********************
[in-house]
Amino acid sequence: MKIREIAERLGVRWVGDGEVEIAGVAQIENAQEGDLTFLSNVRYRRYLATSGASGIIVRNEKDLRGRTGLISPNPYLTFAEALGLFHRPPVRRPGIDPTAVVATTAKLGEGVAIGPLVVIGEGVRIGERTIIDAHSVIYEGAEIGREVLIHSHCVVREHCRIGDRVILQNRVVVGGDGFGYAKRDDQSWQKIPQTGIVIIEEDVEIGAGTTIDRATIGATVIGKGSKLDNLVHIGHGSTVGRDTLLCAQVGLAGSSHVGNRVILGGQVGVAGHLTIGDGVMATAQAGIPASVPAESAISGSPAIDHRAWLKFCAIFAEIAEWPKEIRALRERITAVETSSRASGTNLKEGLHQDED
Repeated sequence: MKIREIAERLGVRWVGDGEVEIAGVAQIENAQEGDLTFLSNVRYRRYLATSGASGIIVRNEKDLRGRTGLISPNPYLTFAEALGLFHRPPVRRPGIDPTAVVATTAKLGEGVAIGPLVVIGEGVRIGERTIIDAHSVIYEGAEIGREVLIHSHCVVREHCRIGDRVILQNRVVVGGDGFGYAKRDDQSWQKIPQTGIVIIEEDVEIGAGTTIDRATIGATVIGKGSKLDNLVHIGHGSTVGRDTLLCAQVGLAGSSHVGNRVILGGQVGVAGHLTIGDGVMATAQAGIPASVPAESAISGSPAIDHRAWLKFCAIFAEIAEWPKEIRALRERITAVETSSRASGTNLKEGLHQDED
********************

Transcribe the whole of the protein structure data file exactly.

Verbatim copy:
[in-house]
Amino acid sequence: MKIREIAERLGVRWVGDGEVEIAGVAQIENAQEGDLTFLSNVRYRRYLATSGASGIIVRNEKDLRGRTGLISPNPYLTFAEALGLFHRPPVRRPGIDPTAVVATTAKLGEGVAIGPLVVIGEGVRIGERTIIDAHSVIYEGAEIGREVLIHSHCVVREHCRIGDRVILQNRVVVGGDGFGYAKRDDQSWQKIPQTGIVIIEEDVEIGAGTTIDRATIGATVIGKGSKLDNLVHIGHGSTVGRDTLLCAQVGLAGSSHVGNRVILGGQVGVAGHLTIGDGVMATAQAGIPASVPAESAISGSPAIDHRAWLKFCAIFAEIAEWPKEIRALRERITAVETSSRASGTNLKEGLHQDED
Repeated sequence: MKIREIAERLGVRWVGDGEVEIAGVAQIENAQEGDLTFLSNVRYRRYLATSGASGIIVRNEKDLRGRTGLISPNPYLTFAEALGLFHRPPVRRPGIDPTAVVATTAKLGEGVAIGPLVVIGEGVRIGERTIIDAHSVIYEGAEIGREVLIHSHCVVREHCRIGDRVILQNRVVVGGDGFGYAKRDDQSWQKIPQTGIVIIEEDVEIGAGTTIDRATIGATVIGKGSKLDNLVHIGHGSTVGRDTLLCAQVGLAGSSHVGNRVILGGQVGVAGHLTIGDGVMATAQAGIPASVPAESAISGSPAIDHRAWLKFCAIFAEIAEWPKEIRALRERITAVETSSRASGTNLKEGLHQDED